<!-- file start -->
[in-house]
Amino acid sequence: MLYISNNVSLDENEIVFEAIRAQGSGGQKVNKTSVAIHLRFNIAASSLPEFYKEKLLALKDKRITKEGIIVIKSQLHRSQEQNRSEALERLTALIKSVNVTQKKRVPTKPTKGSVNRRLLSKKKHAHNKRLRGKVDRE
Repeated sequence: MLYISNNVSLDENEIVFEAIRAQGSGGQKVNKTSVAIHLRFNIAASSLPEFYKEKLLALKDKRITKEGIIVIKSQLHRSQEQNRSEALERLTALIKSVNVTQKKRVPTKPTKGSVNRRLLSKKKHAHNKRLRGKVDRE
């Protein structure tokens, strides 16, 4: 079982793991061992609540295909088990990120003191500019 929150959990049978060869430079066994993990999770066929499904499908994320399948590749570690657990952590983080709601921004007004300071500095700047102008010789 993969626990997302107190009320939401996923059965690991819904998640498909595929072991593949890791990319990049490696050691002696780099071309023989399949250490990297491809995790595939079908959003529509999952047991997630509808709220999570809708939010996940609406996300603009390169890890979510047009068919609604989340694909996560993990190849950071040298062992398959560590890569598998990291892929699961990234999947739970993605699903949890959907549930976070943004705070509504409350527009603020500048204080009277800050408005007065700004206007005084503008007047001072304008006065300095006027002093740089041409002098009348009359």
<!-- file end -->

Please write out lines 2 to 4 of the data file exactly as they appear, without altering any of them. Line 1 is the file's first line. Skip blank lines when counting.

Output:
Amino acid sequence: MLYISNNVSLDENEIVFEAIRAQGSGGQKVNKTSVAIHLRFNIAASSLPEFYKEKLLALKDKRITKEGIIVIKSQLHRSQEQNRSEALERLTALIKSVNVTQKKRVPTKPTKGSVNRRLLSKKKHAHNKRLRGKVDRE
Repeated sequence: MLYISNNVSLDENEIVFEAIRAQGSGGQKVNKTSVAIHLRFNIAASSLPEFYKEKLLALKDKRITKEGIIVIKSQLHRSQEQNRSEALERLTALIKSVNVTQKKRVPTKPTKGSVNRRLLSKKKHAHNKRLRGKVDRE
């Protein structure tokens, strides 16, 4: 079982793991061992609540295909088990990120003191500019 929150959990049978060869430079066994993990999770066929499904499908994320399948590749570690657990952590983080709601921004007004300071500095700047102008010789 993969626990997302107190009320939401996923059965690991819904998640498909595929072991593949890791990319990049490696050691002696780099071309023989399949250490990297491809995790595939079908959003529509999952047991997630509808709220999570809708939010996940609406996300603009390169890890979510047009068919609604989340694909996560993990190849950071040298062992398959560590890569598998990291892929699961990234999947739970993605699903949890959907549930976070943004705070509504409350527009603020500048204080009277800050408005007065700004206007005084503008007047001072304008006065300095006027002093740089041409002098009348009359």